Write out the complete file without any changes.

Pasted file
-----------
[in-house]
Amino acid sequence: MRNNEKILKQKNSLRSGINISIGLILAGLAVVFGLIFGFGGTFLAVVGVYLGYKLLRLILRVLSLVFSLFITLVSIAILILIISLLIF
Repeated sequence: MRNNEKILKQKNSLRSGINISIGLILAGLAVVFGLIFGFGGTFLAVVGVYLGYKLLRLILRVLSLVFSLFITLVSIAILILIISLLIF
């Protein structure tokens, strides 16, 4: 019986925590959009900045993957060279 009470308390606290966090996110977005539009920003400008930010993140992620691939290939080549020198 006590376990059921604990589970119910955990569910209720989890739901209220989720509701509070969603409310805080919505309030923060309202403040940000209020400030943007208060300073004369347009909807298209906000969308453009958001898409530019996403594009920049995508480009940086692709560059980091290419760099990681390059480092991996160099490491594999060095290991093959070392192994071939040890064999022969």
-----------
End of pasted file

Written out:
[in-house]
Amino acid sequence: MRNNEKILKQKNSLRSGINISIGLILAGLAVVFGLIFGFGGTFLAVVGVYLGYKLLRLILRVLSLVFSLFITLVSIAILILIISLLIF
Repeated sequence: MRNNEKILKQKNSLRSGINISIGLILAGLAVVFGLIFGFGGTFLAVVGVYLGYKLLRLILRVLSLVFSLFITLVSIAILILIISLLIF
């Protein structure tokens, strides 16, 4: 019986925590959009900045993957060279 009470308390606290966090996110977005539009920003400008930010993140992620691939290939080549020198 006590376990059921604990589970119910955990569910209720989890739901209220989720509701509070969603409310805080919505309030923060309202403040940000209020400030943007208060300073004369347009909807298209906000969308453009958001898409530019996403594009920049995508480009940086692709560059980091290419760099990681390059480092991996160099490491594999060095290991093959070392192994071939040890064999022969």